Pre & Post Nuptial Attorneys Serving All of Sonoma County
When entering into a marriage, some look to protect each spouse’s financial interests. In this case, Pre & Postnuptial agreements come into play. “Premarital Agreement” (also called a Prenuptial Agreement or an Antenuptial Agreement) means an agreement between prospective spouses made in contemplation of marriage and to be effective upon marriage.” (Fam. Code §1610). In Sonoma County, a Santa Rosa Pre & Post Nuptial Agreements Lawyer becomes necessary.
California Prenuptial/Premarital Agreements
While a prenuptial agreement is still considered somewhat taboo; with some statistics stating that only about 3% get them, it wasn’t always.
“The practice of making premarital agreements is ancient. Marrying Jews have made marital contracts called “ketubahs” for more than two thousand years. The modern secular premarital agreements that exist in the United States can be traced back to sixteenth-century England. Many of the first premarital agreements were used by women as a way of protecting their own property. Until the nineteenth century, women were considered the property of their husbands, and what was the premarital property of a wife became the property of her husband. A premarital agreement became the only way for a woman contemplating marriage to retain control and possession of her own property.”
Common Myths Regarding Premarital Agreements
The following lists some of the most common, and false, reasons people forego a prenup.
- If he/she loved me, we wouldn’t need to get a prenup;
- He/she thinks this marriage will probably fail at some point;
- He/she cares about money and things more than us;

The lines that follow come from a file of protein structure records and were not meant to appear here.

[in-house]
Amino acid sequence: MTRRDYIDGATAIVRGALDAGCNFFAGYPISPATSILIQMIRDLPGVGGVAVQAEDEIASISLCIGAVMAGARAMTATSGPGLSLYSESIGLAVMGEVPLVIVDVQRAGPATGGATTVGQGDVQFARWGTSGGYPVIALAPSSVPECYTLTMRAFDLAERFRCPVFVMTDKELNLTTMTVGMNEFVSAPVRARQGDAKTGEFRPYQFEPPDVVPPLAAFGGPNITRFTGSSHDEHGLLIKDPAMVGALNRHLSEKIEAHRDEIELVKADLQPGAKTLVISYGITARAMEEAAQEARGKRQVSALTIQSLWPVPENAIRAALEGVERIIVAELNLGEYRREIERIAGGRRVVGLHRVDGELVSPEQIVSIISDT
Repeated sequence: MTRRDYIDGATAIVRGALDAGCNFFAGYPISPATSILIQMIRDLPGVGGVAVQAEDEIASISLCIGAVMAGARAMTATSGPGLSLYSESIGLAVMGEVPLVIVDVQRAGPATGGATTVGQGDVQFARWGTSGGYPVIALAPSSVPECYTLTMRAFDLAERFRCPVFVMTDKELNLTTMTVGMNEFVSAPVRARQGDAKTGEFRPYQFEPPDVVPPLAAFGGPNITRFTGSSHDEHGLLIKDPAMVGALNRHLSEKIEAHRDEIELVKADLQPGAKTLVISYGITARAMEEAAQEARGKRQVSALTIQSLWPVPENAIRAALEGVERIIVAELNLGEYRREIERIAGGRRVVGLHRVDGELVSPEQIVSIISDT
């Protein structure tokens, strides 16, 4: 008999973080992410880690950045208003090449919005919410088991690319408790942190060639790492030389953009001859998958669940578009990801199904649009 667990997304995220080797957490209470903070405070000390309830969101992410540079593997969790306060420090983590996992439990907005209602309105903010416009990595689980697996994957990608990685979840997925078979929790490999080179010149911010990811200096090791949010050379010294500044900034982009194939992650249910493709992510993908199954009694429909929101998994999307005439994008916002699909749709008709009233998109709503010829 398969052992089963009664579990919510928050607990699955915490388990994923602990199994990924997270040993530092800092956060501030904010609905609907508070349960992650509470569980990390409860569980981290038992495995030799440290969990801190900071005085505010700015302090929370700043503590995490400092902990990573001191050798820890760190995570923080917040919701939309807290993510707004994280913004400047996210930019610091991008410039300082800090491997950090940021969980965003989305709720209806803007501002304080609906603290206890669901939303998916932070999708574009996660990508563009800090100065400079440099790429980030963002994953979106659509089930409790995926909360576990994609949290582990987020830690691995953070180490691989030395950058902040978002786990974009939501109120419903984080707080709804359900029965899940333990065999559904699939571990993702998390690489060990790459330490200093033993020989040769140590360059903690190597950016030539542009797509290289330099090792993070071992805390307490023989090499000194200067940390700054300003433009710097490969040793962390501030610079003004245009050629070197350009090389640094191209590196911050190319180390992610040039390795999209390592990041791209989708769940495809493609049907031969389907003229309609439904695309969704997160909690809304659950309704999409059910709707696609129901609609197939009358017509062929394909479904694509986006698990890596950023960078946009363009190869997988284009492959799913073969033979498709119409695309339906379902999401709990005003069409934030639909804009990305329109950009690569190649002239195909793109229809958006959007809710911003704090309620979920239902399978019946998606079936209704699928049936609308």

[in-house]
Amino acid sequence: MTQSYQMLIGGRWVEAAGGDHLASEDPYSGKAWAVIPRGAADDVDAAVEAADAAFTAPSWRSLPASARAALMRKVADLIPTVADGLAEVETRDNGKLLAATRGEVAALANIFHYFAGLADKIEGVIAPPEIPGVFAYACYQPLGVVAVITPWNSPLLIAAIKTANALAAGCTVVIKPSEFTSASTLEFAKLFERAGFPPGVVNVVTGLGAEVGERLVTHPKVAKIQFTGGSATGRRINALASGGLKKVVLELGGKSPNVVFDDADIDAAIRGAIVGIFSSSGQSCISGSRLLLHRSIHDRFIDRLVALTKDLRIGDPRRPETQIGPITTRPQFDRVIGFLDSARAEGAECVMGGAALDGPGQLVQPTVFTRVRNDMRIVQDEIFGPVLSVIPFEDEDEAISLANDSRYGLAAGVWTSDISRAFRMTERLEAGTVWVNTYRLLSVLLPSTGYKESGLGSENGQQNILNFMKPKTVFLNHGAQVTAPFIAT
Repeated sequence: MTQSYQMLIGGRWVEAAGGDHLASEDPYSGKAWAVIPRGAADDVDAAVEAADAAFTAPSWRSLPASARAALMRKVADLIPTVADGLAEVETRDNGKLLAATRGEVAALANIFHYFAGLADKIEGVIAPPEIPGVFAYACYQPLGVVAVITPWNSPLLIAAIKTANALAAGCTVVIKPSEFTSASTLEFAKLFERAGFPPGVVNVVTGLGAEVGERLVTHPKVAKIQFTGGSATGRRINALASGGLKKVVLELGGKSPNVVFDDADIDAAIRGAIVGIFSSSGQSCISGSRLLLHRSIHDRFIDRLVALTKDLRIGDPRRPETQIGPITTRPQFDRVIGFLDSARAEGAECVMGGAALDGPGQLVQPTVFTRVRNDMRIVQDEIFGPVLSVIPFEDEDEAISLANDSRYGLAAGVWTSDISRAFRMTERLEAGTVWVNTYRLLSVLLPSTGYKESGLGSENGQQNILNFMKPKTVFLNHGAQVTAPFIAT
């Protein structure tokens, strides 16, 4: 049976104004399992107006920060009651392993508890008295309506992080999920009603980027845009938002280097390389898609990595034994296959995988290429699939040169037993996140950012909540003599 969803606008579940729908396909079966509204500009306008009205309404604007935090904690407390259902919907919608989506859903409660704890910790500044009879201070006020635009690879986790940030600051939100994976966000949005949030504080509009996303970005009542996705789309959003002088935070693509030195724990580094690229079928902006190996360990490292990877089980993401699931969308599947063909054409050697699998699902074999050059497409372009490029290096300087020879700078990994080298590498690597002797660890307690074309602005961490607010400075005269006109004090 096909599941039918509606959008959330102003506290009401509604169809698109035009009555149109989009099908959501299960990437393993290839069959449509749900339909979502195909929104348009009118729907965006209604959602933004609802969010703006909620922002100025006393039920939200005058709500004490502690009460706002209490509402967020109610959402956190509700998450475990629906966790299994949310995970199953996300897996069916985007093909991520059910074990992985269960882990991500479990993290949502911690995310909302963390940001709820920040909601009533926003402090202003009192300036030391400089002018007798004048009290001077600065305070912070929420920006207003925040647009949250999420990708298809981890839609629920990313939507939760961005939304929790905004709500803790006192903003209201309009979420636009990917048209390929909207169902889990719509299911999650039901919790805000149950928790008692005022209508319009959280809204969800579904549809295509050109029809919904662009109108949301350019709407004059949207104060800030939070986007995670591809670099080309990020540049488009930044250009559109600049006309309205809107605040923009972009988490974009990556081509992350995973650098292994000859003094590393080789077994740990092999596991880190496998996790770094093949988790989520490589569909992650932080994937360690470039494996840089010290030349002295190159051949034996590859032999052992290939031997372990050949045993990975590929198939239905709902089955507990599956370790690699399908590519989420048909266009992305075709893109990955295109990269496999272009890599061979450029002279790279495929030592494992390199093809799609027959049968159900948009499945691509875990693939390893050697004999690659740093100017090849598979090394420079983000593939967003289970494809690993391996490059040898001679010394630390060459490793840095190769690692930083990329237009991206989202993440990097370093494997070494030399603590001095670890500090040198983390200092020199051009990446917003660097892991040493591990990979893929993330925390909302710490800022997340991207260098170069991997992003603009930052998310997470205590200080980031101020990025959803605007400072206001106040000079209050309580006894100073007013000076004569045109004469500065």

- Getting a prenup will increase the chance of getting divorced.
We at the Li & Lozada Law Group, LLP believe that having a prenuptial agreement is a personal choice, but if chosen it is a wise one. We also believe that it can strengthen a marriage by taking out the awkwardness of talking about financial issues paving the way to a healthy marriage where both couples are entering it on even footing. Prenups help to make the situation fair for all involved.
*The choice is between a set of rules governed by the State of California or rules bargained for between you and your fiancé. Some reasons to consider a prenuptial agreement are:
- Protection of both spouses, not just the affluent one. Especially, if one spouse is entering marriage with significant debt; a prenup could protect the unencumbered spouse from taking on that debt if they were to divorce.
- Peace of mind, we buy insurance for our vehicles, life, health and home just “in case.” Insurance provides us with peace of mind. We are not necessarily expecting to use it, but it’s there if we need it. A prenuptial agreement works in much the same way except you, and your fiancé, get to decide how you want it drafted. The most common protections are
- Pre-determined Spousal support or Waiver of Spousal Support;
- Division of Separate property;
- Division of property;
- The making of a will, trust, or other arrangements to carry out your wishes can be included in a prenup;